the only time you can really tell is those who listen to the music through very high quiality headphones such as those costing several thousand.. since most people has a very narrow bandwidth of sound meaning most people cannot hear above 10k very clearly and below 100 if the mp3 is encoded properly theres almost no way to hear the difference.. this would be like someone being able to tell the differnce between 10k and 11k freq's..
 

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normally the only way I can tell the difference is in songs that have very prominent bass tracks... on my home system as well as my car.. (more in my car as it's quite high end) hell, my home system is quite high end too heh.. but for me it's mainly the bass that I can "feel" that I notice a difference in..


perhaps I just have a more acute sense of the low end of the sound spectrum..


I do however use the mp3 format all the time, don't mind it one bit. hahha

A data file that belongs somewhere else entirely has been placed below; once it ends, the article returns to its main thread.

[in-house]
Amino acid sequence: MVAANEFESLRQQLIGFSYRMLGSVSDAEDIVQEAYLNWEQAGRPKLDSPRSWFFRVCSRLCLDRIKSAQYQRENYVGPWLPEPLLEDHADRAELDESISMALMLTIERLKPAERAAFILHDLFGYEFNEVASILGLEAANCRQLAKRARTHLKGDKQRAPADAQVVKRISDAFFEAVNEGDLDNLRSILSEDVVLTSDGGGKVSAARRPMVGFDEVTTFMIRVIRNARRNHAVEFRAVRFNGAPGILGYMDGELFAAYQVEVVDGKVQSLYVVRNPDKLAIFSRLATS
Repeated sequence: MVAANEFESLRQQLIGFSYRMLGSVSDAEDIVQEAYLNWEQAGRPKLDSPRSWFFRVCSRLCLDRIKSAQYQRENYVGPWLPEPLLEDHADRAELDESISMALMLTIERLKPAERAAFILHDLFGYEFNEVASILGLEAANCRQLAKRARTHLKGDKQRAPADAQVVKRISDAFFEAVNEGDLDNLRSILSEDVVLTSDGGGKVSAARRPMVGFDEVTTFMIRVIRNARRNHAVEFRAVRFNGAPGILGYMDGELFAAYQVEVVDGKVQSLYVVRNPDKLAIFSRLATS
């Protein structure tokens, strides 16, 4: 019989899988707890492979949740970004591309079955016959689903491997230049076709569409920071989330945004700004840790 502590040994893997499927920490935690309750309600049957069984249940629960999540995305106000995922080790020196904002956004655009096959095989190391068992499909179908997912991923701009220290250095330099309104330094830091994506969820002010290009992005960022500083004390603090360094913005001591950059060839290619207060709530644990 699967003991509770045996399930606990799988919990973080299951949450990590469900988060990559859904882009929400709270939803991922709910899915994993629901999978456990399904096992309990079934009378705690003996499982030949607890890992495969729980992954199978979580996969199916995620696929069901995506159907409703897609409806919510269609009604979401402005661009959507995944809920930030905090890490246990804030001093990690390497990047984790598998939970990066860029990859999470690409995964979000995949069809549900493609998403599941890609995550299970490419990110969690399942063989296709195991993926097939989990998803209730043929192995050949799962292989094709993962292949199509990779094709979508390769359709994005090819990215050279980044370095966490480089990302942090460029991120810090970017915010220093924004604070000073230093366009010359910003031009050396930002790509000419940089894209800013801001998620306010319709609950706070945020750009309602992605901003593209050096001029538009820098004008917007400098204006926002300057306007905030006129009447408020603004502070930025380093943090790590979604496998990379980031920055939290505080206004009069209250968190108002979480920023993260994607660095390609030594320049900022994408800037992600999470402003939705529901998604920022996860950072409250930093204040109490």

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Quote:
Originally posted by pen25
i have seen people get high from orageno and tea.. i have also seen people get drunk off of pure juice..
What else do they do in Ok? ;)


192 is the breaking point for me, but there are certain tracks where I can't help but hear tonal differences between the mp3 and original WAV. Single voice + piano tracks for example are very telling if it's an mp3 or not.
 

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Based on the tests I have done, I believe there are a number of factors:


Type of music, if it has frequency extremes or large transients then the difference is more apparent compared to "mid-range" music. (e.g. clasical versus pop - no intention to start a flame, this is not about taste in music etc.) E.g. LAME VBR vs APE, I could not detect a difference with Massive Attack Protection but I could with James Horner Titanic Suite.


System sound quality and resolution (includes soundcard)


Encoder quality as well as encoding parameters and bit-rates


How fussy you are about what you hear, or, how sensitive you are to changes in sound.


My conclusions, using well recorded CD as source (with my system, see profile):

SOUND QUALITY (QUALITATIVE)

- LAME is good at a high VBR setting

- APE is better than LAME (WinAmp 2.80 for playback)